George Bethune English, a friend of the Secretary of State and then President James Madison, was a Muslim. George English (1787–1828) was an American adventurer, diplomat, soldier, and convert to Islam. He was born in Cambridge (Boston) and received his Masters in divinity/Christian theology from the Harvard University. He was an ordained minister. English began to have doubts about central Christian dogmas while studying divinity at Harvard. He recorded his misgivings about the fundamental Christian dogmas such as the Trinity, Crucifixion, Original Sin and atonement through bloodshed in his published works. While maintaining his belief in the Old Testament he lost confidence in the authenticity and validity of the New Testament. He strongly argued against such central Christian doctrines in his famous book The Grounds of Christianity Examined which led to his ex-communication from the Church of Christ in 1814. Consequently he lost his ministerial job as well as all hopes for any job that required public approval.
In 1815, English’s friend president James Madison, who shared some of his concerns about the traditional Christian beliefs, appointed him to the United States’ Marine Corps as a second lieutenant. George English sailed to the Mediterranean. He had the opportunity to study Islam while in Egypt. He converted to Islam after a brief period of reflection and took the name of Mohammad Afendi. He resigned from his commission while in Egypt, renounced Christianity, and joined Ismail Pasha’s army. English embarked upon the journey of learning Arabic, Qur’an and Islamic law. Soon he became proficient in Arabic language and well acquainted with the Qur’anic text. He became fond of reading Qur’an to the extent that his friends saw him reading the Qur’an even during the military expeditions.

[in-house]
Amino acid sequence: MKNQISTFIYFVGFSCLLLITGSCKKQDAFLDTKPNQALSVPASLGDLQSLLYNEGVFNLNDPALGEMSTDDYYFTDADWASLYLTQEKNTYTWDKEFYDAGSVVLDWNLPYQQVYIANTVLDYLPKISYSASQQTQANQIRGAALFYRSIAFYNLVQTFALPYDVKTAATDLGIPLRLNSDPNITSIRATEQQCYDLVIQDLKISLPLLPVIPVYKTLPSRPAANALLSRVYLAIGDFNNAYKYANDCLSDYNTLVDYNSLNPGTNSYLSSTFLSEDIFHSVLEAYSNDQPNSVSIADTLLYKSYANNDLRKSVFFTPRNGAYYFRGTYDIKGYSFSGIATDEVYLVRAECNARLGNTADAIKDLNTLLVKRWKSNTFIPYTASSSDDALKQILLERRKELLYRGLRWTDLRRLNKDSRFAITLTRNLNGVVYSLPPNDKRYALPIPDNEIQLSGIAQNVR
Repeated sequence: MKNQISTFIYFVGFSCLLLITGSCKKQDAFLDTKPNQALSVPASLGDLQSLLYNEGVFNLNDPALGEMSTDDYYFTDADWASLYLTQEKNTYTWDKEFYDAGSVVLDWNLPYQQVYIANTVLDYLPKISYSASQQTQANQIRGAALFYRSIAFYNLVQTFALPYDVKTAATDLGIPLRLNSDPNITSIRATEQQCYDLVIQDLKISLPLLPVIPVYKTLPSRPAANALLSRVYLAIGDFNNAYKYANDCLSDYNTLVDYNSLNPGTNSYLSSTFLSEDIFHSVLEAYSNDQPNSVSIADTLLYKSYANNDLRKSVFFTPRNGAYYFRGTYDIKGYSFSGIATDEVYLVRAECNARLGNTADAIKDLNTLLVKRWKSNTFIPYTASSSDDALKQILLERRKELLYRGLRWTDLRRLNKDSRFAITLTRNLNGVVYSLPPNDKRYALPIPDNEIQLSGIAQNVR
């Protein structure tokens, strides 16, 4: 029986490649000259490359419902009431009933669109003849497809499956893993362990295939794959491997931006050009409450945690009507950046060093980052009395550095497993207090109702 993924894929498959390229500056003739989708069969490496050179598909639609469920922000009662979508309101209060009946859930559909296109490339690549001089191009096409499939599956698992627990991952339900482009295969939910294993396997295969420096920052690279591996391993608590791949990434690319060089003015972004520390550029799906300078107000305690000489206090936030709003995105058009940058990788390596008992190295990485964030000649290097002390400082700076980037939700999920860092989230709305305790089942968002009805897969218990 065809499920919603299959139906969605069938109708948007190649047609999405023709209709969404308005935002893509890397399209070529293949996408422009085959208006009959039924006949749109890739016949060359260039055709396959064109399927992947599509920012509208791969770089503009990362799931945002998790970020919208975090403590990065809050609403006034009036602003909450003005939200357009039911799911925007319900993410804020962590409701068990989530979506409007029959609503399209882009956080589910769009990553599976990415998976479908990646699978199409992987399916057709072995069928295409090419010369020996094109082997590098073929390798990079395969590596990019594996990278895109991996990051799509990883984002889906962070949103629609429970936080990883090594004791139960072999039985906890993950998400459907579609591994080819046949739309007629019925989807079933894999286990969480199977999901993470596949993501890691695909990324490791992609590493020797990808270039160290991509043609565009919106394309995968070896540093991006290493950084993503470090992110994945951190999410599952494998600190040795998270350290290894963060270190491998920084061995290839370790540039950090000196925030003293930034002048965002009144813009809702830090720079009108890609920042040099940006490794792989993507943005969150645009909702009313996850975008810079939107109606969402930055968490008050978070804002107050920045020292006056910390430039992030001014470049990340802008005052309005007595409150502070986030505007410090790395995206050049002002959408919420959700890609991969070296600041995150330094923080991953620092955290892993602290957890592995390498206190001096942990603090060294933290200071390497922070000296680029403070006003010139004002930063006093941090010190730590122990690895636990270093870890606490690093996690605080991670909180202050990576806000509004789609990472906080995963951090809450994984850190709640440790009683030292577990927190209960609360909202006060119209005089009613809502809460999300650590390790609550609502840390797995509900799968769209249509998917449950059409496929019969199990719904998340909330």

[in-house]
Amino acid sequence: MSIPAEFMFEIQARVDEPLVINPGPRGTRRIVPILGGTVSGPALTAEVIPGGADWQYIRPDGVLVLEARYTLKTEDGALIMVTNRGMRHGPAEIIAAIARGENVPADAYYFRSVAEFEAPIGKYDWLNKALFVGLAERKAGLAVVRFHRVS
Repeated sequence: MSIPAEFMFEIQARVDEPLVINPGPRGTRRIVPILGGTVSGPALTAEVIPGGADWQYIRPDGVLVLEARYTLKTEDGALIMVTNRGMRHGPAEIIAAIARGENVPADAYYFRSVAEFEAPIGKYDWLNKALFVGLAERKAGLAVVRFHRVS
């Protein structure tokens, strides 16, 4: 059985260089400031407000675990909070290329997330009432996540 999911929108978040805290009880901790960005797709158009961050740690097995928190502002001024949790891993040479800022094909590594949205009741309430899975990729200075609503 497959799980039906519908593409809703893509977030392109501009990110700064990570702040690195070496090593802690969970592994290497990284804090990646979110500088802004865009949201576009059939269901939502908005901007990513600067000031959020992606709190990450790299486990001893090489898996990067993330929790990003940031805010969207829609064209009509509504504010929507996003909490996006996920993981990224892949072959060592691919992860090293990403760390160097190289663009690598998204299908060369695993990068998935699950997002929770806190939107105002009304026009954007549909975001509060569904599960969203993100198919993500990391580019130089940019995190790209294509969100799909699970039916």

George English revamped Pasha’s artillery and was appointed as one of the chief artillery officers in the army. His River Nile’s expedition was published in 1822 as Narrative of the Expedition to Dongola and Sennaar and was read by Presidents George Washington, James Madison and Thomas Jefferson. English had become such a devout Muslim that in addition to Arabic he also learnt Turkish, the language of the Ottomans. It is narrated that he became so fluent in Turkish that the Ottoman ambassador to London could not figure out that English (Mohammad Afendi) was an American and not a native of Turkish Empire.
English was drawn to Islamic monotheism, creed and acts of worships such as five daily prayers. He once stated that he always encountered God in the Mosque and never at other places of worship. He often debated about the truthfulness of Islam with American missionaries stationed in Egypt and Istanbul especially those who actively tried to win him back to Christianity. He was a conscious Muslim who was well grounded in Islamic theology, law, history and customs. He was a proud American and a proud Muslim. He did not give up his Islamic identity even when pressurized in 1827 and 1828 by his fellow diplomats in Washington but vehemently defended the validity of Islamic teachings.
After working for Ismail Pasha, English returned to his native country. President John Adams appointed him to the Diplomatic Corps of the United States in the Levant as an agent and asked him to use his Islamic background and expertise to secure a US-Ottoman treaty. The President instructed English to write to him directly with private letters about his progress and success. English, the first American Muslim, entered Istanbul, the then Capital of Islamic Empire, on November 5, 1823. English conveyed a private message from President Adams to the Ottoman officials that America was a country where a “Mussalman” citizen would have precisely the same rights as a Christian citizen. Due to his Islamic background, Turkish language, customs and costumes, English was able to help secure the first trade agreement between the government of the United States and the Ottoman Empire against the will of the British Crown. This agreement has an estimated trade value of nearly $800,000 in 1822. English returned to the United States in 1827 and died as a Muslim in Washington the next year.